One leads to the other. Or more accurately, not getting one will prevent the other.



You've got to have body mechanics and structure in place before you can really focus on releasing qi.

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qi

Post by Tashi James » Tue Oct 31, 2006 6:13 pm

no qi, {in time}



only working on the body mecahnics of the fajin.

However just thinking; would there be a small amount of localised qi in the area that arises in terms of bringing the intention to the point of contact? What of bringing the intention to the centreline as opposed to point of contact?
"There is nothing that does not become easier through familiarity" (Santideva).

"We become what we do repeatedly. Excellence, then, is not an act but a habit" (Aristotle).

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Re: qi

Post by Roland Tepp » Wed Nov 01, 2006 6:37 am

Tashi James wrote:However just thinking; would there be a small amount of localised qi in the area that arises in terms of bringing the intention to the point of contact? What of bringing the intention to the centreline as opposed to point of contact?


There is always some qi involved whether you know it or not. The trick is not to overdo by trying too much. The moment You are starting to think of power (either qi or li) of your push, is the moment you inhibit yourself. In fact - it is the best not to think of the push as pushing at all...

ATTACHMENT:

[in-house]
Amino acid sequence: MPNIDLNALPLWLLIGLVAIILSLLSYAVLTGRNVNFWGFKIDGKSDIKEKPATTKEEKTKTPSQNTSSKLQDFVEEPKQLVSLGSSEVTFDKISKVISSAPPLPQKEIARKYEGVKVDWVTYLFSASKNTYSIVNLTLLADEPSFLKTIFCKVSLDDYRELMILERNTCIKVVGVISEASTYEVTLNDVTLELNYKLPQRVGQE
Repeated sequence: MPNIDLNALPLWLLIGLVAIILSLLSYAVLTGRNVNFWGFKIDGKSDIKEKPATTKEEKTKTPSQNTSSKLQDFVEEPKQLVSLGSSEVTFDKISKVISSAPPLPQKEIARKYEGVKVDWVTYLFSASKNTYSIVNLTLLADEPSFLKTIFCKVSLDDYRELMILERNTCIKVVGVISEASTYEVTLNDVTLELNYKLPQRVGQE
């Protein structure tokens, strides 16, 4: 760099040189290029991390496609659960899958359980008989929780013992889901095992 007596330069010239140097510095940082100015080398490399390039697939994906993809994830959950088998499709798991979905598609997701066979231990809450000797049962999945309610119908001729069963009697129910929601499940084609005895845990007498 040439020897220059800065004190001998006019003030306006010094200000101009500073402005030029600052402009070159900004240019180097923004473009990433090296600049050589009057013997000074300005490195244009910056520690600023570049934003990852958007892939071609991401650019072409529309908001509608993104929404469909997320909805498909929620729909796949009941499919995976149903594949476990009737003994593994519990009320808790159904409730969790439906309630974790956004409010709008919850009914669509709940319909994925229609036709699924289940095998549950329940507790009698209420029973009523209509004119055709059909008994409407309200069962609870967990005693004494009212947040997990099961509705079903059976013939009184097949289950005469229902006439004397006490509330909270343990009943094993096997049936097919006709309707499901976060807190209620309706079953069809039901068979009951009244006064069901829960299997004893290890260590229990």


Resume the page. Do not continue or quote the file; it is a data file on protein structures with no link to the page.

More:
This is actually mentally and physically the most difficult part of taijiquan, as our bodies have learned to equate the physical work used to move something with the power (e.g. more work == more power) of that move and our minds have pretty hard time letting go of that equation.



I've found that the best possible results are achieved if you take the notion of "push like you were doing a form" as a literary description of exactly what it is you need to do. That is - when pushing someone, imagine the duifang away. Just do the push as thou you were doing it in a form alone... Try to get the whole body moving in a unison and try to do it with a feeling of easy lightness of a cat (or a monkey) jumping from a tree branch to another...
Roland

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re

Post by Tashi James » Wed Nov 01, 2006 7:00 am

So this is an aspect of fangsong?
"There is nothing that does not become easier through familiarity" (Santideva).

"We become what we do repeatedly. Excellence, then, is not an act but a habit" (Aristotle).

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Re: re

Post by Scott M. Rodell » Wed Nov 01, 2006 8:36 am

Tashi James wrote:... aspect of fangsong?


Fangsong is essential to being able to fajin. Essentially the looser one is, the more springy one's body & thus the more jin one can develop or has the potential for.

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Post by Scott M. Rodell » Wed Nov 01, 2006 8:43 am

iglazer wrote:
... body mechanics and structure in place before you can really focus on releasing qi.


Few people reach a level where they can "release" qi into the duifang's body at the moment of the impact of a strike. Master Wang Yennien spoke of his teacher (Zhang Qinling) being able to do this, but he never mentioned whether he could himself or not. However, regardless of whether reaches this high level or not, circulating qi thru the 8 mai in concert with one's movements, changes the body in ways that make it softer & more tenacious, & thus easier to fajin. In time, as one's qi level increases & flows more freely, this flow will add power to one's fajin.